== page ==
pretty much sums it up

a massive tornado had hit the metropolitan area about 3 city blocks from my house.  41 people were dead, thousands were injured, 2,375 homes were destroyed, and another 3,426 sustained major or minor damage—-and that’s not counting the other major cities that the tornado went on to destroy.   the city of tuscaloosa had been brought to its knees in a matter of minutes.  my neighbors and i were part of the 400,000 people statewide without power, and those of us in the blackout areas turned to our cars for radio news and precious cell phone juice.

were my friends ok?  were my students ok?  there was no way to know for certain until we had power, so i hopped in my car and headed for birmingham.  at my friends margie and kojin’s house, I watched the devastation unfold in full detail on every news network.  i can’t really describe the intensity of emotion that i felt—the sadness, the anger, the utter disbelief at seeing my town destroyed.  buildings that had been landmarks to me for the past decade were simply gone—whole neighborhoods had been wiped off the map, with the poorest neighborhoods hit the hardest—tuscaloosa was in ruins.  for two days, people did nothing but pace the streets, wandering aimlessly and surveying the damage.

a local and an out-of-towner working together to unload supplies

but over the next few days, something else began to replace the despair and disbelief; with a strength that i have never before seen in a community, tuscaloosa began to pull itself back up.  no, it was more like the whole nation began to pull us up.  trucks of supplies began to roll in from everywhere.  churches and schools were transformed into supply storehouses, receiving, sorting, and distributing goods wherever they needed to go.  email listservs were activated, and the university devoted all of its time and resources to caring for the needs of students and employees.  department heads started taking account of those lost, missing, hurt, or without homes.  volunteers poured into the rally point at st. mathias church in droves.  tide came to do laundry, duracell came to charge phones, and charlie sheen came to….well……remind us that life can always be worse i suppose 🙂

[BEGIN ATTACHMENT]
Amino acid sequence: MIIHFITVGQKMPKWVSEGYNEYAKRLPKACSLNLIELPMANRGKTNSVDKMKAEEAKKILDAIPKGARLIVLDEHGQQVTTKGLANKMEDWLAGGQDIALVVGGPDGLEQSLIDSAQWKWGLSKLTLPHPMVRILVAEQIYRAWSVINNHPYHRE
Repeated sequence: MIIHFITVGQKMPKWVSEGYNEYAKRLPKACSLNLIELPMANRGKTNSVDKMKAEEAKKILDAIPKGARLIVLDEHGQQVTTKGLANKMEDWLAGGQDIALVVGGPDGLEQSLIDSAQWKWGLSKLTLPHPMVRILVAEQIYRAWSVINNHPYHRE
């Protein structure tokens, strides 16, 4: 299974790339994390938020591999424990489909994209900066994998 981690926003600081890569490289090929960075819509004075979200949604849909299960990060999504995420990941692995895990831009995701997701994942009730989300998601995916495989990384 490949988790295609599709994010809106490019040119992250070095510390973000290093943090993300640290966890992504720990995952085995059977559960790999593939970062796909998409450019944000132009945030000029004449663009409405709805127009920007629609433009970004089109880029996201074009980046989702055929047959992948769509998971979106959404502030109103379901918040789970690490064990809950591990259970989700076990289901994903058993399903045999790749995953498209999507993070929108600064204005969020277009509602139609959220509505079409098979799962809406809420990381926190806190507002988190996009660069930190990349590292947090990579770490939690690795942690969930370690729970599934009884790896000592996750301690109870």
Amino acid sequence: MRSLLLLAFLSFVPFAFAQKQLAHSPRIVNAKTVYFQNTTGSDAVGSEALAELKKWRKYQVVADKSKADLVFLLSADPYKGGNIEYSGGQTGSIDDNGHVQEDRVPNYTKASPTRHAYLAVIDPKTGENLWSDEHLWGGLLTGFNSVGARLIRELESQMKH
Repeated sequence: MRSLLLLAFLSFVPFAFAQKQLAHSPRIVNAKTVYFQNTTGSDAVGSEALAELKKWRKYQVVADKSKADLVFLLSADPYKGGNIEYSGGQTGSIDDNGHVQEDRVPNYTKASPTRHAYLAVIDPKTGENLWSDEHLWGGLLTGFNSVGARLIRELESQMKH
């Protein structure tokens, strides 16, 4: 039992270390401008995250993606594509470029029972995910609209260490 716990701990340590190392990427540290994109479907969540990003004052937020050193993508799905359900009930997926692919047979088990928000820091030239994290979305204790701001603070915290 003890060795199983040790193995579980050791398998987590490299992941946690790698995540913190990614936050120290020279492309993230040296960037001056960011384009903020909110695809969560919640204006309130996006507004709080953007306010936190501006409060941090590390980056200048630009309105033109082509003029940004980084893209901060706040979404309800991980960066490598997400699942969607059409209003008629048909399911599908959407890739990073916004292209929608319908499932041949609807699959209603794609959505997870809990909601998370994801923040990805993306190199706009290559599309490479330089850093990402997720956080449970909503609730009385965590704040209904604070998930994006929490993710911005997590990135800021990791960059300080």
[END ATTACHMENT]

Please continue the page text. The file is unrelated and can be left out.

the work of rebuilding tuscaloosa had begun—and the eye-opening connection for me is that that’s what the may day holiday is all about:  it’s about working and laboring towards a strong community—it’s about building and rebuilding, whether literally or metaphorically,

saint joseph the worker

on the general roman calendar, may 1 is the feast of st. joseph the worker, earthly father to jesus and saintly model of patience, persistence and hard work.  most of us think of joseph (and by extention, jesus) as carpenters, but the actual greek word from the new testament, tekton, is far more encompassing than “carpenter.”  A tekton is a builder and a highly-skilled and prestigious artisan in any combination of wood, metal and stone.  he’s a skilled and knowledgeable worker in the creation of all things tangible and beautiful.